52nd U.S. Rock Mechanics/Geomechanics Symposium,
2018. American Rock Mechanics Association
4 in the last 30 days
39 since 2007
Show more detail
ARMA Member Price:
ARMA Non-Member Price:
ABSTRACT: In geologic formation, the natural fracture as flow conduit is a dominant factor for the subsurface fluid flow. Most of these natural fractures remain open in deep earth mainly through the self-propping by some discrete asperities, the integrity of asperity plays an important role in maintaining the integrity of fractures. The thermo-hydro-mechanical-chemical coupled analysis on asperity integrity is currently prevailing, whereas potential thermos-mechanical failure or damage of asperity is ignored in current analysis. Two potential failure patterns of asperity had been found in our previous research work. This study focuses on the mechanism of one of these two failure patterns: the radial cracking on the top of asperity. An analytical fracture mechanics model is developed to investigate radial cracking. In this paper, the analytical model is firstly compared with previous numerical simulation with comparable results. Then, the effects of two main factors on radial cracking are systematically investigated. Our results show that thermal cooling is the driving force for radial cracking, but overburden pressure could slightly retard this cracking process. Finally, cracking conditions based on combined effects of thermal cooling and overburden loading are provided. The analytical model can assist assessment of asperity failure when subjected to thermal stress.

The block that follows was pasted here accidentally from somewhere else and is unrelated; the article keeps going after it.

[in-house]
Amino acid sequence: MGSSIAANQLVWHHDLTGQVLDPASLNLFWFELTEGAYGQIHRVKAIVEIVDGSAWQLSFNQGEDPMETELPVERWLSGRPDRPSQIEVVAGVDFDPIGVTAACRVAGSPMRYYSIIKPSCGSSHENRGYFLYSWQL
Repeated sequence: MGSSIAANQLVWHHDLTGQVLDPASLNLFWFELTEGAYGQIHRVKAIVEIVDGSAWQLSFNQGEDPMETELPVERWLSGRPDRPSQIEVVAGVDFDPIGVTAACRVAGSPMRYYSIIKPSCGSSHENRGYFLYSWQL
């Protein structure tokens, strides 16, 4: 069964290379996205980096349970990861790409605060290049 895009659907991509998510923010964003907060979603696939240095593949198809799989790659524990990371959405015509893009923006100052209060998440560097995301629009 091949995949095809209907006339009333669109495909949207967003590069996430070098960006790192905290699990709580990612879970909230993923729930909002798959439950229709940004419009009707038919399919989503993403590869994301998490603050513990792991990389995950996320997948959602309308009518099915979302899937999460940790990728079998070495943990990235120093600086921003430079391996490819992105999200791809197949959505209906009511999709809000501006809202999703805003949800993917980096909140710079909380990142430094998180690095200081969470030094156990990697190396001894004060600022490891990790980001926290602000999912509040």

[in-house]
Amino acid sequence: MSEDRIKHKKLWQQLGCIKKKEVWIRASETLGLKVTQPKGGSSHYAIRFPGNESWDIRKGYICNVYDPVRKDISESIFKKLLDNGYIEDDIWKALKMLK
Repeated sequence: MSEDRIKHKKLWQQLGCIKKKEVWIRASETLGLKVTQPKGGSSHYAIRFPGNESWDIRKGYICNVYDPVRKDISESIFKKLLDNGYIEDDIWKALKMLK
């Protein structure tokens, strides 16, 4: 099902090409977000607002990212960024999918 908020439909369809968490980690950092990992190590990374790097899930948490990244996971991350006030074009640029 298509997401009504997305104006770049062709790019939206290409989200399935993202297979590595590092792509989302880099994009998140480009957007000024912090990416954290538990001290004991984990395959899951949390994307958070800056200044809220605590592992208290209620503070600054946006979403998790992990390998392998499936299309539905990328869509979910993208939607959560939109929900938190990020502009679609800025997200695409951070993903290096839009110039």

Fracture as a major factor which greatly affect the fluid flow, heat recovery, colloid transport in environmental remediation, geothermal exploitation, and oil production. These natural and/or man-made fractures are mainly propped by nominal contact of uneven surfaces unless proponents are used. These discrete contacting roughness on fracture surfaces are called asperities. The importance of fractures on hydraulic transmissivity, flow channeling and heat recovery efficiency in fractures has long been acknowledged in areas such as the water flooding for secondary oil recovery (Settari and Warren, 1994; Koutsabelouli and Hope, 1998), the heat extraction in geothermal energy development (Watanabe et al., 2008; Caulk et al., 2016), and the high-level radioactive waste disposal storage (Pyrack-Nolte et al., 1987; Pruess et al., 1990). The integrity of asperity is essentially important in controlling fracture apertures in geological formation.
Number of Pages
Looking for more?
Some of the OnePetro partner societies have developed subject- specific wikis that may help.